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Login | July 14, 2024

ABA Formal Opinion: Don’t ask listservs for advice

RICHARD WEINER
Technology for Lawyers

Published: July 5, 2024

Well, now we’re here. ABA Formal Opinion 511, promulgated on May 8, 2024, admonishes attorneys not to go to listservs for client-related legal advice.
That’s right. The ABA says: Don’t believe people on the internet. But, if you choose to believe people on the internet, at least don’t give them confidential client information, please.
The 12-page opinion, with 15 footnotes, references Rule 1.6 to make clear that lawyers should not put information on a listserv legal discussion group chat that might in any way expose their client to any breach of confidentiality or data privacy.
The opinion opines that lawyer discussion groups can be good for general information, but that a discussion of the particulars of a case, especially without the client’s informed consent, could come too close to exposing confidential client information.
The opinion’s extensive footnotes refer to previous formal opinions of bars in Maryland and Oregon on the topic.
The opinion states that these discussion forums may contain valuable information, and give legal professionals the opportunity to discuss various issues with their peers, including legal trends, general legal topics, and so forth.
However, discussing pending legal matters is another, well, matter.
Topics involving live cases, or potential cases, and especially pending legal matters, should not be discussed online in any way to avoid inadvertent mentions of confidential client data. In fact, the opinion goes as far as to state that seeking advice in a group chat in any way that might compromise client confidentiality is unethical ab initio.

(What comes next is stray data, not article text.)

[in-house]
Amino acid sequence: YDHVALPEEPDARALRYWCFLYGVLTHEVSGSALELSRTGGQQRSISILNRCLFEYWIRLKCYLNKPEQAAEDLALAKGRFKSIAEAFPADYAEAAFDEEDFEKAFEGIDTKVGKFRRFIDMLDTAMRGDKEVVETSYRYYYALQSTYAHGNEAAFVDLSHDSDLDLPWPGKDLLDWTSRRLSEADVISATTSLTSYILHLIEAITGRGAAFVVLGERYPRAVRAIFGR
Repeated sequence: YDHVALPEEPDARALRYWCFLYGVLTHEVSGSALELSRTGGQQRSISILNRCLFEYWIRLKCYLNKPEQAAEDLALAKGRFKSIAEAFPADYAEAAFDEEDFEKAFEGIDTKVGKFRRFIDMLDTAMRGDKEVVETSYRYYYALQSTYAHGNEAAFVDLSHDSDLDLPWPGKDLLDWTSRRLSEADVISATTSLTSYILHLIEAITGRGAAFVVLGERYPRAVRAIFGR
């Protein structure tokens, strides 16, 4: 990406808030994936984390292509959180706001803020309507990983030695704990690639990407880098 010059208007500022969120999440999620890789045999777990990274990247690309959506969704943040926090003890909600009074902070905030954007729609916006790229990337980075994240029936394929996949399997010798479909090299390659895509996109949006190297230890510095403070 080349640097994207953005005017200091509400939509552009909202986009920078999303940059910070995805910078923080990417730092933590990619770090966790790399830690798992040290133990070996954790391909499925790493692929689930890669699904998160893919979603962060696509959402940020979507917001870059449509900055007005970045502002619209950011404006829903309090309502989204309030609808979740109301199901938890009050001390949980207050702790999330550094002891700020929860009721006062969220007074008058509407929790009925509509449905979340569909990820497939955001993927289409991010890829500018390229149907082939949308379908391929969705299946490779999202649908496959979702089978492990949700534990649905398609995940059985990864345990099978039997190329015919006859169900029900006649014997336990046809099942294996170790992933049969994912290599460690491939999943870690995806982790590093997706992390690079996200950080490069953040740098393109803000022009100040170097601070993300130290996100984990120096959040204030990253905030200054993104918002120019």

The opinion states that the way to get legal advice from a lawyer is to ask an actual lawyer, live and in person. Because of course, every attorney, especially those who are just starting out, will ask professionals about points of practice.
And really—who on earth would even ask some person posting on a listserv an actual legal question, much less one that is specific enough to pinpoint a specific legal action?
Who posts on these things?
And, more to the point, who lurks on these things, looking for info to sell?
So, in keeping attorneys off of listservs, the ABA is once again emphasizing that most of the internet is BS. And that’s right.
You can read the entire fformal opinion here: https://www.americanbar.org/content/dam/aba/administrative/professional_responsibility/ethics-opinions/aba-formal-opinion-511.pdf


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